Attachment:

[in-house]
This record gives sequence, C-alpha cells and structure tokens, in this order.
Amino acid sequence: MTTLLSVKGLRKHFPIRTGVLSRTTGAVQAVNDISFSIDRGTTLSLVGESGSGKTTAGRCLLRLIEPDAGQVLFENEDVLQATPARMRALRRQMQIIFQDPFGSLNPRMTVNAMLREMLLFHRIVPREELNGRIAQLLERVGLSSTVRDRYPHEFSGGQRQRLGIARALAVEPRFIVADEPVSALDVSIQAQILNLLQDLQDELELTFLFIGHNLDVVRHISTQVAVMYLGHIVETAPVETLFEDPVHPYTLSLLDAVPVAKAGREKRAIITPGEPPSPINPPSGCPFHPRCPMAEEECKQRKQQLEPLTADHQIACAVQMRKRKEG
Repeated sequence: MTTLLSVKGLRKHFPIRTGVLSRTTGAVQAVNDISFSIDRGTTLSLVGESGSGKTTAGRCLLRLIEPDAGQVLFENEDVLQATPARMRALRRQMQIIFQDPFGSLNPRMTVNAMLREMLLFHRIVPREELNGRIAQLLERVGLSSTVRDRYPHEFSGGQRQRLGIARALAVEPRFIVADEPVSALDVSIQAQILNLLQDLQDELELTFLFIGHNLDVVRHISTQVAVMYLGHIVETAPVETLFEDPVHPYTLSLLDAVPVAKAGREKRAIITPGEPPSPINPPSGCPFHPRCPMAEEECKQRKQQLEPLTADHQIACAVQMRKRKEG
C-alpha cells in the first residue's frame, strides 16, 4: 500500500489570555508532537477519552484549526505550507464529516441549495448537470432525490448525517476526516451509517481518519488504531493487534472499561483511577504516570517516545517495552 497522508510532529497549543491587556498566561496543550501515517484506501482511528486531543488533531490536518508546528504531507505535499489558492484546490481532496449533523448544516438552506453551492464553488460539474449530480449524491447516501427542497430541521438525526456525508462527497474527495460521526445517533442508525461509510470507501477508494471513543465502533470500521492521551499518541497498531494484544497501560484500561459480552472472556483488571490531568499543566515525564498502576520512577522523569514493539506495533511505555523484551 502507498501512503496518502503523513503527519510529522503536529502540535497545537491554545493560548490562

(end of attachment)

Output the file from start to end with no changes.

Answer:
[in-house]
This record gives sequence, C-alpha cells and structure tokens, in this order.
Amino acid sequence: MTTLLSVKGLRKHFPIRTGVLSRTTGAVQAVNDISFSIDRGTTLSLVGESGSGKTTAGRCLLRLIEPDAGQVLFENEDVLQATPARMRALRRQMQIIFQDPFGSLNPRMTVNAMLREMLLFHRIVPREELNGRIAQLLERVGLSSTVRDRYPHEFSGGQRQRLGIARALAVEPRFIVADEPVSALDVSIQAQILNLLQDLQDELELTFLFIGHNLDVVRHISTQVAVMYLGHIVETAPVETLFEDPVHPYTLSLLDAVPVAKAGREKRAIITPGEPPSPINPPSGCPFHPRCPMAEEECKQRKQQLEPLTADHQIACAVQMRKRKEG
Repeated sequence: MTTLLSVKGLRKHFPIRTGVLSRTTGAVQAVNDISFSIDRGTTLSLVGESGSGKTTAGRCLLRLIEPDAGQVLFENEDVLQATPARMRALRRQMQIIFQDPFGSLNPRMTVNAMLREMLLFHRIVPREELNGRIAQLLERVGLSSTVRDRYPHEFSGGQRQRLGIARALAVEPRFIVADEPVSALDVSIQAQILNLLQDLQDELELTFLFIGHNLDVVRHISTQVAVMYLGHIVETAPVETLFEDPVHPYTLSLLDAVPVAKAGREKRAIITPGEPPSPINPPSGCPFHPRCPMAEEECKQRKQQLEPLTADHQIACAVQMRKRKEG
C-alpha cells in the first residue's frame, strides 16, 4: 500500500489570555508532537477519552484549526505550507464529516441549495448537470432525490448525517476526516451509517481518519488504531493487534472499561483511577504516570517516545517495552 497522508510532529497549543491587556498566561496543550501515517484506501482511528486531543488533531490536518508546528504531507505535499489558492484546490481532496449533523448544516438552506453551492464553488460539474449530480449524491447516501427542497430541521438525526456525508462527497474527495460521526445517533442508525461509510470507501477508494471513543465502533470500521492521551499518541497498531494484544497501560484500561459480552472472556483488571490531568499543566515525564498502576520512577522523569514493539506495533511505555523484551 502507498501512503496518502503523513503527519510529522503536529502540535497545537491554545493560548490562